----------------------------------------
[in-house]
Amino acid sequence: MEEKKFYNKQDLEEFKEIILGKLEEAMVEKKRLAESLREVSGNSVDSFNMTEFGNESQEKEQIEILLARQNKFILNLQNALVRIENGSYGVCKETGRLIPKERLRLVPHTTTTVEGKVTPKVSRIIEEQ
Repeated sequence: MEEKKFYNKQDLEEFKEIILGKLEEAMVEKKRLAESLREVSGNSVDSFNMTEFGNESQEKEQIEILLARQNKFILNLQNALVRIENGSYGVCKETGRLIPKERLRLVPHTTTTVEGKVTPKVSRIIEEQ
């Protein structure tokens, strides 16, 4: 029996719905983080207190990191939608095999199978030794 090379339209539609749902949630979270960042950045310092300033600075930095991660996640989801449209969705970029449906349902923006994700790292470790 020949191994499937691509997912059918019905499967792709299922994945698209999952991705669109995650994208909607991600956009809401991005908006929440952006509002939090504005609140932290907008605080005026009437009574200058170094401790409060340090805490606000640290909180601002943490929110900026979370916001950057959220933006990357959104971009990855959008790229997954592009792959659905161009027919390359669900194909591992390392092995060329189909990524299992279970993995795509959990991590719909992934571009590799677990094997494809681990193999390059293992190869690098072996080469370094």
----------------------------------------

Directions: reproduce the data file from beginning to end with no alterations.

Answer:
[in-house]
Amino acid sequence: MEEKKFYNKQDLEEFKEIILGKLEEAMVEKKRLAESLREVSGNSVDSFNMTEFGNESQEKEQIEILLARQNKFILNLQNALVRIENGSYGVCKETGRLIPKERLRLVPHTTTTVEGKVTPKVSRIIEEQ
Repeated sequence: MEEKKFYNKQDLEEFKEIILGKLEEAMVEKKRLAESLREVSGNSVDSFNMTEFGNESQEKEQIEILLARQNKFILNLQNALVRIENGSYGVCKETGRLIPKERLRLVPHTTTTVEGKVTPKVSRIIEEQ
């Protein structure tokens, strides 16, 4: 029996719905983080207190990191939608095999199978030794 090379339209539609749902949630979270960042950045310092300033600075930095991660996640989801449209969705970029449906349902923006994700790292470790 020949191994499937691509997912059918019905499967792709299922994945698209999952991705669109995650994208909607991600956009809401991005908006929440952006509002939090504005609140932290907008605080005026009437009574200058170094401790409060340090805490606000640290909180601002943490929110900026979370916001950057959220933006990357959104971009990855959008790229997954592009792959659905161009027919390359669900194909591992390392092995060329189909990524299992279970993995795509959990991590719909992934571009590799677990094997494809681990193999390059293992190869690098072996080469370094």